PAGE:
Cindy Woodsmallâ€™s, â€œA Season for Tendingâ€ is the first fiction book in a new collection, The Amish Vines and Orchard series.
The writer explores the changing attitudes in the religious world and uses this charming story to illustrate how that can be a positive thing, not something that is impossible.
Through the actions of one struggling adolescent, Samâ€™s sister Leah, two worlds become intertwined. The story is a wonderful example of a greater plan in action that any reader can enjoy, Christian or not.
The main character Rhoda spends a lot of time in her garden. She grows, cans and sells her crops, but what she is actually doing is hiding from herself, like most of us. Once she embraces who she is, an independent, insightful being, her life starts to change.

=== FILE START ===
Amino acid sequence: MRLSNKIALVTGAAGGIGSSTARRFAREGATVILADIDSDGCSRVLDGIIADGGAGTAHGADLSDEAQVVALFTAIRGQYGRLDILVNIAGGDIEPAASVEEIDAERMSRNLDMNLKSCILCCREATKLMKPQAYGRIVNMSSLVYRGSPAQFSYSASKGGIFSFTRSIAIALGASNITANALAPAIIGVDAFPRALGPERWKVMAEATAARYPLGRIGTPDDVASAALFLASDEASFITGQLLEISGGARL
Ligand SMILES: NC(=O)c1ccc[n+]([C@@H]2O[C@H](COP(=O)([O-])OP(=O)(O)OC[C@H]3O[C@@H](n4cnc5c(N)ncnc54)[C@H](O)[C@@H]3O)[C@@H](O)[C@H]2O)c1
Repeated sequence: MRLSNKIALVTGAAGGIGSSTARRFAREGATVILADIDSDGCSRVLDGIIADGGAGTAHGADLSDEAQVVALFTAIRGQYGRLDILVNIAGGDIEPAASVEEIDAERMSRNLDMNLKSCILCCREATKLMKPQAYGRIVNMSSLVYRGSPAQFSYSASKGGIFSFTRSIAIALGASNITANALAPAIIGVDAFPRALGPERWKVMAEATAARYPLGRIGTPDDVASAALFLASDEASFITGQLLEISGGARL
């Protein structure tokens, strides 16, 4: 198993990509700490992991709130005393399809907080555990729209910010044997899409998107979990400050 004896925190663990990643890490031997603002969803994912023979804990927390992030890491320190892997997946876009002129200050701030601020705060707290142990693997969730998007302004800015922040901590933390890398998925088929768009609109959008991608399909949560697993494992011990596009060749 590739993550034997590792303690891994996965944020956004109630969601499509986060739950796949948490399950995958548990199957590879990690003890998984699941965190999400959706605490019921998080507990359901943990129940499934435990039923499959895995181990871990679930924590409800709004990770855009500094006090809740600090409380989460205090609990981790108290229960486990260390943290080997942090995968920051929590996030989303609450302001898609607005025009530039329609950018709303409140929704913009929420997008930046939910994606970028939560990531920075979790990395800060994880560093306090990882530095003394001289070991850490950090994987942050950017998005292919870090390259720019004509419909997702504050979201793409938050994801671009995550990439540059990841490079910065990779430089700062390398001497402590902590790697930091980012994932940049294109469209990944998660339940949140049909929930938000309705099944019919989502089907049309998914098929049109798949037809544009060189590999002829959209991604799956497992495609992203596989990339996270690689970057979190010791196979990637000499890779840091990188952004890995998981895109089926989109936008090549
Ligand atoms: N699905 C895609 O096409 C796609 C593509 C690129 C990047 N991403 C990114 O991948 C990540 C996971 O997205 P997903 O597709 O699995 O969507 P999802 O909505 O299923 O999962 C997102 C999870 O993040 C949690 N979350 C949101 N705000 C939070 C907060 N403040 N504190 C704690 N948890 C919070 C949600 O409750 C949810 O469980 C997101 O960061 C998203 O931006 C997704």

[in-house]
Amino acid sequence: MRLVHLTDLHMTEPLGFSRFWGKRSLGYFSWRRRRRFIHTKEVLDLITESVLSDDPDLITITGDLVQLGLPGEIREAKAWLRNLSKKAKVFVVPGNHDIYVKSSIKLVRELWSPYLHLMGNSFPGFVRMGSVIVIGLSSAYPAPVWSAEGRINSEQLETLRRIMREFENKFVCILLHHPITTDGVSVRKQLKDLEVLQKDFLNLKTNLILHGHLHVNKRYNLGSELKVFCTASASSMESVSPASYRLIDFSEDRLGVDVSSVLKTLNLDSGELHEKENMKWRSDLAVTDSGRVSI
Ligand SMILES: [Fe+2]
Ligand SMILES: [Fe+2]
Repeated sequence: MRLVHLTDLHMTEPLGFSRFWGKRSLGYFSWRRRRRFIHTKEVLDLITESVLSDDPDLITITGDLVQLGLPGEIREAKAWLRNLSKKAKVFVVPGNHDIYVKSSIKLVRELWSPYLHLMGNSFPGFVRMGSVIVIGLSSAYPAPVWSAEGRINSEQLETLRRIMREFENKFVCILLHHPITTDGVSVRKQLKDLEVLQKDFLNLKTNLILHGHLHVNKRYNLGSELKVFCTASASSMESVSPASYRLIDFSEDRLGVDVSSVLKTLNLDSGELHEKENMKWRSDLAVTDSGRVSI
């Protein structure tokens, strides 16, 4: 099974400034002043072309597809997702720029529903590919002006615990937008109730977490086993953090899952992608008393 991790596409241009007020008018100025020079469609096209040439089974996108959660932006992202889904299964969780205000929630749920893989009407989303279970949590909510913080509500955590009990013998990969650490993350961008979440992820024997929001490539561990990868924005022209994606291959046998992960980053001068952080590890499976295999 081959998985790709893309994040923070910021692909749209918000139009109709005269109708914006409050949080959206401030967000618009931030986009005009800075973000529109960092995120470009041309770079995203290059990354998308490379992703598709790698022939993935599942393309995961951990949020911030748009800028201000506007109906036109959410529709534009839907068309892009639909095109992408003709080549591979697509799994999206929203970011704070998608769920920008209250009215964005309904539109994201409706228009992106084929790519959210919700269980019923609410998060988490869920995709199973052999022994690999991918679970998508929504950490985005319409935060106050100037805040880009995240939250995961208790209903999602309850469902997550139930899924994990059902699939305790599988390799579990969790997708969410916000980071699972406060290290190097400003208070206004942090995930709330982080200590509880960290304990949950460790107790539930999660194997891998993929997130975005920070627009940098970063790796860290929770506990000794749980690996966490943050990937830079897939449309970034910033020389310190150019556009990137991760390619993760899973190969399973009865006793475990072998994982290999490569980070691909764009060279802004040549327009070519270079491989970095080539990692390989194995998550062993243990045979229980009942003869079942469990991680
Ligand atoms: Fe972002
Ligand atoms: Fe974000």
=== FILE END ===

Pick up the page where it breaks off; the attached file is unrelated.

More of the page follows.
Sam lives a traditional Amish lifestyle on the family apple orchard. The business is in need of financial help, but more importantly, Sam needs an education in matters of the heart. He is challenged in his relationships, both personal and professional.
Once everyone starts to spend time together we get to know them better through continued side stories. I loved how the writer used the contrasting personalities between Rhoda and Catherine to highlight two totally different women. I also thought that Samâ€™s brother Jacob was an interesting character because he wants his Amish life even though he has been introduced to the world outside of the community. He has his own problems, but is evolving as a whole person as well.
In the end this book provided me with what I needed. It was slow to start, but entertained and educated me, and thatâ€™s what I look for in a good book. Note that this story does not complete itself. Why should it? Life doesnâ€™t.